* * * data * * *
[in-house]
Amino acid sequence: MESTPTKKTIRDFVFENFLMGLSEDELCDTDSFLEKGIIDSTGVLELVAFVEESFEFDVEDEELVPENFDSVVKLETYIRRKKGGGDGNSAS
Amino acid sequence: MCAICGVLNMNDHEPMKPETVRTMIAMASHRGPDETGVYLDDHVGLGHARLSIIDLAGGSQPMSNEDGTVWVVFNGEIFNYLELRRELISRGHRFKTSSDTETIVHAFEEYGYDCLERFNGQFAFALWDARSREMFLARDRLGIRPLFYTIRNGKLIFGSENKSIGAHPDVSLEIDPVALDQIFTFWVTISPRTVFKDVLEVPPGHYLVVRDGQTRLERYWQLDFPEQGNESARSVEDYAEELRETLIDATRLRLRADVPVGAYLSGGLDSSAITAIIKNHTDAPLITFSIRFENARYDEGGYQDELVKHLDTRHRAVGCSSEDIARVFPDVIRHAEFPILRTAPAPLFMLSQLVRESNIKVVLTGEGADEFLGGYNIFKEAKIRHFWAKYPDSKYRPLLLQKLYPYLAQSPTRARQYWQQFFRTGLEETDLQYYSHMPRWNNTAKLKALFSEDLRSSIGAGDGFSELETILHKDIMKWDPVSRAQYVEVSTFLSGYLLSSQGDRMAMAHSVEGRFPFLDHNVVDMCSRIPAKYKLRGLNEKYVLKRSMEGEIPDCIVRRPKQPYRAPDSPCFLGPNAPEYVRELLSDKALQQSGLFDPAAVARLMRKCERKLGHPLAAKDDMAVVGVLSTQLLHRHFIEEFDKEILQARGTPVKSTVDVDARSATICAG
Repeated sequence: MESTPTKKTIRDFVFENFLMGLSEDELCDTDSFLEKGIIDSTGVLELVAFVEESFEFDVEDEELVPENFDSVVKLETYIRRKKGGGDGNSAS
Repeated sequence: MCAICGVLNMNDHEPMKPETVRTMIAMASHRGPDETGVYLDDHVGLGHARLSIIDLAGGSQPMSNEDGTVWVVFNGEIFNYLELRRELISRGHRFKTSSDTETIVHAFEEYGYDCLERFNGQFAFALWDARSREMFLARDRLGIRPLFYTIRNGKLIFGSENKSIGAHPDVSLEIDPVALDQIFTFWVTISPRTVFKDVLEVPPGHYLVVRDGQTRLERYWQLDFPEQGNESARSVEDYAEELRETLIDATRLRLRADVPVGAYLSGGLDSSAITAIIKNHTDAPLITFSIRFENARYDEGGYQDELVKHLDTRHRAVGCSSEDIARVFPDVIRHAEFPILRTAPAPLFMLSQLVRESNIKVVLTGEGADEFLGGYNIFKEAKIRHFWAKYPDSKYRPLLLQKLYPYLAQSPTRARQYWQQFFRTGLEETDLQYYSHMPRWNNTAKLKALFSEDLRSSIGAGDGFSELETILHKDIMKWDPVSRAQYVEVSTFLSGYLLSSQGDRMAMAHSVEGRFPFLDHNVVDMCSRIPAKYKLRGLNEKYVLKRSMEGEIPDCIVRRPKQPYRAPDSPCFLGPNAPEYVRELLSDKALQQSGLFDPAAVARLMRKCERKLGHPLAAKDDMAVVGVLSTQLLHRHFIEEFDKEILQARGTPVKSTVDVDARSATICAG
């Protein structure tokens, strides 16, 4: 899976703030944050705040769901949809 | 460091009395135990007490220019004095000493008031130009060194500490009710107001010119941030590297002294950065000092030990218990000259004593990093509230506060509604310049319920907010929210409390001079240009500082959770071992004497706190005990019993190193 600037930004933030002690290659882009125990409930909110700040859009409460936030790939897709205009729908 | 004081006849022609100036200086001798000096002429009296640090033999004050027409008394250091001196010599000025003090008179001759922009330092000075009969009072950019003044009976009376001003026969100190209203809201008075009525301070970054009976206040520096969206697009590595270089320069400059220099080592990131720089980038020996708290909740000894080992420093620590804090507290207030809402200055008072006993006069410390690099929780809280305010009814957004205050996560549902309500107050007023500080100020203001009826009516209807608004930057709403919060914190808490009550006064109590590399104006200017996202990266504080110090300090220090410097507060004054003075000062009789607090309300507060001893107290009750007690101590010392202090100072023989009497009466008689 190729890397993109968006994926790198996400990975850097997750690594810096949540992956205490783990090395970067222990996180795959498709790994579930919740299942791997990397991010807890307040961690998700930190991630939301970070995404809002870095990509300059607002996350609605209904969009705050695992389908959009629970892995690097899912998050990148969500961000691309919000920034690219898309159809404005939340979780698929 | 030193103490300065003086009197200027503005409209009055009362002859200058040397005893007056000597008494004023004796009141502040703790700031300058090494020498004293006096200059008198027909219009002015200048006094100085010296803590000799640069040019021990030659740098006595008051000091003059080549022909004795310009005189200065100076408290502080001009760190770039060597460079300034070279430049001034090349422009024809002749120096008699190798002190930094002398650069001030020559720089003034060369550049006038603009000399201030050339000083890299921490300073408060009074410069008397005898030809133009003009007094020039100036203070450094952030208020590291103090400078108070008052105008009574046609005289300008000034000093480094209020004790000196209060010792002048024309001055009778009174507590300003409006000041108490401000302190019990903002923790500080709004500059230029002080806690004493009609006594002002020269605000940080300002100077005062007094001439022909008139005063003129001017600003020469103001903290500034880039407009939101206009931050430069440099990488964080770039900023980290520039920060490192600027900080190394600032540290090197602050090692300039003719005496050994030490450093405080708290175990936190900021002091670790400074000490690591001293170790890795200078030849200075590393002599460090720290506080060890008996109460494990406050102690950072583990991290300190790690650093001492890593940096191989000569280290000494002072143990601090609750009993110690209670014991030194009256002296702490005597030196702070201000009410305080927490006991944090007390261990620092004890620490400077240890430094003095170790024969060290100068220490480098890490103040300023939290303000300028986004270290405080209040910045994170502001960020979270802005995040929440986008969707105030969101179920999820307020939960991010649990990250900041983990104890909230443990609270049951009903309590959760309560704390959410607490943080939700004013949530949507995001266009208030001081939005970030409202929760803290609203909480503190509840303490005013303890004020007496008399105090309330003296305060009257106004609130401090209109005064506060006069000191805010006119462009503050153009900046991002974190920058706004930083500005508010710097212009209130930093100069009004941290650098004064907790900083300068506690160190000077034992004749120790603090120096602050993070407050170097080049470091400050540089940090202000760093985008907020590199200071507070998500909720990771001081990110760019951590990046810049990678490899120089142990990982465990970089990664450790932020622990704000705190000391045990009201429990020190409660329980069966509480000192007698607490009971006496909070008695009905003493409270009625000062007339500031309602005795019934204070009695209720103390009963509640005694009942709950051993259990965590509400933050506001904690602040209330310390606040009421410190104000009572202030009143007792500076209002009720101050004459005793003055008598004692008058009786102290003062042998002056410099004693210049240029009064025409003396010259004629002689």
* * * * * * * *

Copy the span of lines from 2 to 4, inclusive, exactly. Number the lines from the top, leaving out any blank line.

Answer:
Amino acid sequence: MESTPTKKTIRDFVFENFLMGLSEDELCDTDSFLEKGIIDSTGVLELVAFVEESFEFDVEDEELVPENFDSVVKLETYIRRKKGGGDGNSAS
Amino acid sequence: MCAICGVLNMNDHEPMKPETVRTMIAMASHRGPDETGVYLDDHVGLGHARLSIIDLAGGSQPMSNEDGTVWVVFNGEIFNYLELRRELISRGHRFKTSSDTETIVHAFEEYGYDCLERFNGQFAFALWDARSREMFLARDRLGIRPLFYTIRNGKLIFGSENKSIGAHPDVSLEIDPVALDQIFTFWVTISPRTVFKDVLEVPPGHYLVVRDGQTRLERYWQLDFPEQGNESARSVEDYAEELRETLIDATRLRLRADVPVGAYLSGGLDSSAITAIIKNHTDAPLITFSIRFENARYDEGGYQDELVKHLDTRHRAVGCSSEDIARVFPDVIRHAEFPILRTAPAPLFMLSQLVRESNIKVVLTGEGADEFLGGYNIFKEAKIRHFWAKYPDSKYRPLLLQKLYPYLAQSPTRARQYWQQFFRTGLEETDLQYYSHMPRWNNTAKLKALFSEDLRSSIGAGDGFSELETILHKDIMKWDPVSRAQYVEVSTFLSGYLLSSQGDRMAMAHSVEGRFPFLDHNVVDMCSRIPAKYKLRGLNEKYVLKRSMEGEIPDCIVRRPKQPYRAPDSPCFLGPNAPEYVRELLSDKALQQSGLFDPAAVARLMRKCERKLGHPLAAKDDMAVVGVLSTQLLHRHFIEEFDKEILQARGTPVKSTVDVDARSATICAG
Repeated sequence: MESTPTKKTIRDFVFENFLMGLSEDELCDTDSFLEKGIIDSTGVLELVAFVEESFEFDVEDEELVPENFDSVVKLETYIRRKKGGGDGNSAS